No heavenly or divine council?
In the Hebrew Bible, there are multiple descriptions of Yahweh presiding over a great assembly of Heavenly Hosts. Some interpret these assemblies as examples of Divine Council:
"The Old Testament description of the 'divine assembly' all suggest that this metaphor for the organization of the divine world was consistent with that of Mesopotamia and Canaan. One difference, however, should be noted. In the Old Testament, the identities of the members of the assembly are far more obscure than those found in other descriptions of these groups, as in their polytheistic environment. Israelite writers sought to express both the uniqueness and the superiority of their God Yahweh."
The Book of Psalms (Psalm 82:1), states "God (אֱלֹהִ֔ים elohim) stands in the divine assembly (בַּעֲדַת-אֵל ); He judges among the gods (אֱלֹהִ֔ים elohim)" (אֱלֹהִים נִצָּב בַּעֲדַת־אֵל בְּקֶרֶב אֱלֹהִים יִשְׁפֹּט). The meaning of the two occurrences of "elohim" has been debated by scholars, with some suggesting both words refer to YHWH, while others propose that God rules over a divine assembly of other Gods or angels. Some translations of the passage render "God (elohim) stands in the congregation of the mighty to judge the heart as God (elohim)" (the Hebrew is "beqerev elohim", "in the midst of gods", and the word "qerev" if it were in the plural would mean "internal organs"). Later in this Psalm, the word "gods" is used (in the KJV): Psalm 82:6 - "I have said, Ye [are] gods; and all of you [are] children of the most High." Instead of "gods", another version has "godlike beings", but here again, the word is elohim/elohiym (Strong's H430). This passage is quoted in the New Testament in John 10:34.
In the Books of Kings (1 Kings 22:19), the prophet Micaiah has a vision of Yahweh seated among "the whole host of heaven" standing on his right and on his left. He asks who will go entice Ahab and a spirit volunteers. This has been interpreted as an example of a divine council.
The first two chapters of the Book of Job describe the "Sons of God" assembling in the presence of Yahweh. Like "multitudes of heaven", the term "Sons of God" defies certain interpretation. This assembly has been interpreted by some as another example of divine council. Others translate "Sons of God" as "angels", and thus argue this is not a divine council because angels are God's creation and not deities.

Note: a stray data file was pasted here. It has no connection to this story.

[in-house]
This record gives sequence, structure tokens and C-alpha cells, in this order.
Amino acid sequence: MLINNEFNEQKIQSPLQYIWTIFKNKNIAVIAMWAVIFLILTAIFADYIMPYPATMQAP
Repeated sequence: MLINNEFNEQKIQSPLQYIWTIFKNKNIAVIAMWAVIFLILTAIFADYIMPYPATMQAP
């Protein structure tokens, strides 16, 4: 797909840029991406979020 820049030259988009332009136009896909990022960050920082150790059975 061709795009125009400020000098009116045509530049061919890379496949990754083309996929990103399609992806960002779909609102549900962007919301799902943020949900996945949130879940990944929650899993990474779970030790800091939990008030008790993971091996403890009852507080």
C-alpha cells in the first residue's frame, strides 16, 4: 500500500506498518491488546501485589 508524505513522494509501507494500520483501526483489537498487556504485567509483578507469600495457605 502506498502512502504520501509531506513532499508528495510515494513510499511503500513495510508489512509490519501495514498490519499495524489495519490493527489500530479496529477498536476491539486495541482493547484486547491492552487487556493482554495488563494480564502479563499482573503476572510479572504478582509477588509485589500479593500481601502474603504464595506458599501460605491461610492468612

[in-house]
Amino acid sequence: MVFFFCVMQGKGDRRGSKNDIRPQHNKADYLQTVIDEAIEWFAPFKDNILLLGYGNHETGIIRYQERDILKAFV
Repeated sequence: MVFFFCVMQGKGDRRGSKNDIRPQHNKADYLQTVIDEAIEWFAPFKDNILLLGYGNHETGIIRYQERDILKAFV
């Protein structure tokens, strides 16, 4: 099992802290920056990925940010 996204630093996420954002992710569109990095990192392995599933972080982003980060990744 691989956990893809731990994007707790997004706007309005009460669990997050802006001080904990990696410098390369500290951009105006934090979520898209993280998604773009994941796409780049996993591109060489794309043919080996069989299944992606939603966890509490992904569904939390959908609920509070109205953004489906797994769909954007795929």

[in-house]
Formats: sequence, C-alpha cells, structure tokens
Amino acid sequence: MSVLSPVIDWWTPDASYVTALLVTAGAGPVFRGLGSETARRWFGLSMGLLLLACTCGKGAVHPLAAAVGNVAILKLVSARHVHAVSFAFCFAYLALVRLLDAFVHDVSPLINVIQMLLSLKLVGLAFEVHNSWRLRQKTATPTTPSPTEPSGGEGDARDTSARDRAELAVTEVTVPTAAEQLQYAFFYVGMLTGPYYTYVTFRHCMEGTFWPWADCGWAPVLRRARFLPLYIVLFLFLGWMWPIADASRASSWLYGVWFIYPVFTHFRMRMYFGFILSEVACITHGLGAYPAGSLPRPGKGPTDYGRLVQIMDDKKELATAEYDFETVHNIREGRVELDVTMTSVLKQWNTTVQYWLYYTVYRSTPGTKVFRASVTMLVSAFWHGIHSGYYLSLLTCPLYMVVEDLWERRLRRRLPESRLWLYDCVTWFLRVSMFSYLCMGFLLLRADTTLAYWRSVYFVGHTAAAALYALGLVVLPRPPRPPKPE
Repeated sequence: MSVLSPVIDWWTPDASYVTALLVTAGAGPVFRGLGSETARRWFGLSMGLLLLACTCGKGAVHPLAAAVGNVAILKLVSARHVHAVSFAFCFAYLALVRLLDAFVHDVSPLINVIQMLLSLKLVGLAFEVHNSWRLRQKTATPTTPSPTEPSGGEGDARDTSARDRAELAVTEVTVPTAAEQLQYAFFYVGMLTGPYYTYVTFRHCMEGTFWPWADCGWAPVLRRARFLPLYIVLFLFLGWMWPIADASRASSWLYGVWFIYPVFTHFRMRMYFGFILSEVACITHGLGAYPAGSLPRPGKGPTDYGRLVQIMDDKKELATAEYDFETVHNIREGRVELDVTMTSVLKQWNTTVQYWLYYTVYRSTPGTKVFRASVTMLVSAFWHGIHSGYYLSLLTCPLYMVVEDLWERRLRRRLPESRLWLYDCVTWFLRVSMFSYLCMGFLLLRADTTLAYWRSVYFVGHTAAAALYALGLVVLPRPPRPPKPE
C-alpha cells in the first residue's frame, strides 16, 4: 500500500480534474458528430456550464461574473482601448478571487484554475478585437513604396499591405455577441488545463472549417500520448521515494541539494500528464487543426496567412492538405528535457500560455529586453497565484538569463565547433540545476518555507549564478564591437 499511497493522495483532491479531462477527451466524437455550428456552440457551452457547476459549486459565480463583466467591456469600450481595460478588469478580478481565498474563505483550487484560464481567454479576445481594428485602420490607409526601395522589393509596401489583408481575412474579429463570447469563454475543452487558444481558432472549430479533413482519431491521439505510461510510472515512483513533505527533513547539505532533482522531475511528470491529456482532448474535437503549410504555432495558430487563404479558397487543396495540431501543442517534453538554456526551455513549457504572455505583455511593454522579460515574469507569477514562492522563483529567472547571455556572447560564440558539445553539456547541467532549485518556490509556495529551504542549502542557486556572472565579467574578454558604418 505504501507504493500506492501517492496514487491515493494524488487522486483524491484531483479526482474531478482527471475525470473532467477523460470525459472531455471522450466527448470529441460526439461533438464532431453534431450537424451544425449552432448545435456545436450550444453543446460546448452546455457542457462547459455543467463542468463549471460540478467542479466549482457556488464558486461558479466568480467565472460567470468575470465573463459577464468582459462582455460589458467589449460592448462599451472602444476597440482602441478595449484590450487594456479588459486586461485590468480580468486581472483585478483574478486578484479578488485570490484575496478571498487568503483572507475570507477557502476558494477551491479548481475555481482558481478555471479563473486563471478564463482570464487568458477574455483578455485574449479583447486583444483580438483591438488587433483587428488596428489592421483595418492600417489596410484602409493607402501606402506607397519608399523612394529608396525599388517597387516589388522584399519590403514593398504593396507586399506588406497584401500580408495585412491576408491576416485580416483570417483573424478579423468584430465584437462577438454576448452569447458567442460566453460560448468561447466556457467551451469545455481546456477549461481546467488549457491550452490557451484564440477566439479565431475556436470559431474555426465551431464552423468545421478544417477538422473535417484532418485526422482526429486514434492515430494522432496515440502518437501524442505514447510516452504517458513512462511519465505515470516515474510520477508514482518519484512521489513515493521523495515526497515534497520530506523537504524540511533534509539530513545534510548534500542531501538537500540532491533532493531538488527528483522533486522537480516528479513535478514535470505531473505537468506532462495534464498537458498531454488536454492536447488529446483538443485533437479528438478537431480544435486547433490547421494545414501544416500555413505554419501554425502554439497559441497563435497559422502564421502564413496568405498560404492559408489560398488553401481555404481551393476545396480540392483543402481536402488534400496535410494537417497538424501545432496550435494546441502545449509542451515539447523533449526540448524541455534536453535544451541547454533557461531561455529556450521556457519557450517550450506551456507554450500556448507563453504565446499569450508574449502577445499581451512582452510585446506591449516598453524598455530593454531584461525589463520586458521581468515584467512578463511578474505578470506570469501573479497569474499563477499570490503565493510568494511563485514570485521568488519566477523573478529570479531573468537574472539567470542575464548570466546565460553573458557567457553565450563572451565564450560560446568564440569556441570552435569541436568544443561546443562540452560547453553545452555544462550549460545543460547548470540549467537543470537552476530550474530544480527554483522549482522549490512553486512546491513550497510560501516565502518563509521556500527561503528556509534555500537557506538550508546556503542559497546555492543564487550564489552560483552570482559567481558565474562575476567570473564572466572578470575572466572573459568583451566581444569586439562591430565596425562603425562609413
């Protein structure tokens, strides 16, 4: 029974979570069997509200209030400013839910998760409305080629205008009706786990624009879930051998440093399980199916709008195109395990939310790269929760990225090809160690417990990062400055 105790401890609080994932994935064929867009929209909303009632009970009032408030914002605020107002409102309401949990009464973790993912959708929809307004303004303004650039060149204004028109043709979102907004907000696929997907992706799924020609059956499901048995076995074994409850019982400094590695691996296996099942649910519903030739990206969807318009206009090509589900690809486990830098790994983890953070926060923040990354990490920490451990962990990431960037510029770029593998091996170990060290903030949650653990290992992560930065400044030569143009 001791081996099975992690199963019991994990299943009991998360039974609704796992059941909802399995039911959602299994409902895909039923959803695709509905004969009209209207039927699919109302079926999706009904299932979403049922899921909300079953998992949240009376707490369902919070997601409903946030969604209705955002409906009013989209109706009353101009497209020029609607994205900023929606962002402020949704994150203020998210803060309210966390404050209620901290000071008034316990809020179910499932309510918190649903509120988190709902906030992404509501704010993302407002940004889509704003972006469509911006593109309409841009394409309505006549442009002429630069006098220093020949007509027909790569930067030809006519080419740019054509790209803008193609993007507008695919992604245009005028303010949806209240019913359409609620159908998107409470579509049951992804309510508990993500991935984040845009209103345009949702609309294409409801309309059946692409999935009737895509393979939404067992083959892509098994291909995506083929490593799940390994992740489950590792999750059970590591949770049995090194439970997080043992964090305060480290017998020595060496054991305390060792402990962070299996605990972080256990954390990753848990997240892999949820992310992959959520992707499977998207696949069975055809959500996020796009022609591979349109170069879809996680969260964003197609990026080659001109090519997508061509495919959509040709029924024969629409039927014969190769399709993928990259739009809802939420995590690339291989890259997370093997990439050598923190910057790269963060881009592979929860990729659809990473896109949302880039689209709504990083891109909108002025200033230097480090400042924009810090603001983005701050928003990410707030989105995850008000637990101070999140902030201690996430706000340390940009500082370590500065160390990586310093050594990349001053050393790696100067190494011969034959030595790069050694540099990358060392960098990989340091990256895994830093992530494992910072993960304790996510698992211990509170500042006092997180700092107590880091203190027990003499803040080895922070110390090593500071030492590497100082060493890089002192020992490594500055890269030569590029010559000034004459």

"The role of the divine assembly as a conceptual part of the background of Hebrew prophecy is clearly displayed in two descriptions of prophetic involvement in the heavenly council. In 1 Kings 22:19-23... Micaiah is allowed to see God (elohim) in action in the heavenly decision regarding the fate of Ahab. Isaiah 6 depicts a situation in which the prophet himself takes on the role of the messenger of the assembly and the message of the prophet is thus commissioned by Yahweh. The depiction here illustrates this important aspect of the conceptual background of prophetic authority."
Sakenfeld, Katharine ed., "The New Interpreter's Dictionary of the Bible" Volume 2, pg 145, Abingdon Press, Nashville.
Jump up ^ Freedman, David N. ed., "The Anchor Bible Dictionary" Volume 2 pg 120, Doubleday, New York
Jump up ^ E. Theodore Mullen (1 June 1980). The divine council in Canaanite and early Hebrew literature. Scholars Press. ISBN 978-0-89130-380-0. Retrieved 25 September 2012.
^ Jump up to: a b Leda Jean Ciraolo; Jonathan Lee Seidel (2002). Magic and Divination in the Ancient World. BRILL. pp. 47–. ISBN 978-90-04-12406-6. Retrieved 25 September 2012.
Jump up ^ Virginia Schomp (15 December 2007). The Ancient Egyptians. Marshall Cavendish. pp. 71–. ISBN 978-0-7614-2549-6. Retrieved 25 September 2012.
Jump up ^ Alan W. Shorter (March 2009). The Egyptian Gods: A Handbook. Wildside Press LLC. pp. 42–. ISBN 978-1-4344-5515-4. Retrieved 25 September 2012.
Jump up ^ Leo G. Perdue (28 June 2007). Wisdom Literature: A Theological History. Presbyterian Publishing Corp. pp. 130–. ISBN 978-0-664-22919-1. Retrieved 25 September 2012.
Jump up ^ Mark S. Smith (2009). The Ugaritic Baal Cycle. BRILL. pp. 841–. ISBN 978-90-04-15348-6. Retrieved 25 September 2012.
Jump up ^ Michael S. Heiser. "Divine Council 101: Lesson 2: The elohim of Psalm 82 – gods or men?" (PDF).
Jump up ^ ""Psalms 82:1"".
Jump up ^ HamMilon Hechadash, Avraham Even-Shoshan, copyright 1988.
Jump up ^ "godlike beings, in JPS 1917". Retrieved 18 March 2013.
Jump up ^ "Psalm 82:6 KJV with Strong's H430 (elohim/elohiym)". Retrieved 18 March 2013.
Jump up ^ "John 10:34". Retrieved 18 March 2013.
Jump up ^ Freedman, David N. ed., "The Anchor Bible Dictionary" Volume 2 pg 123, Doubleday, New York
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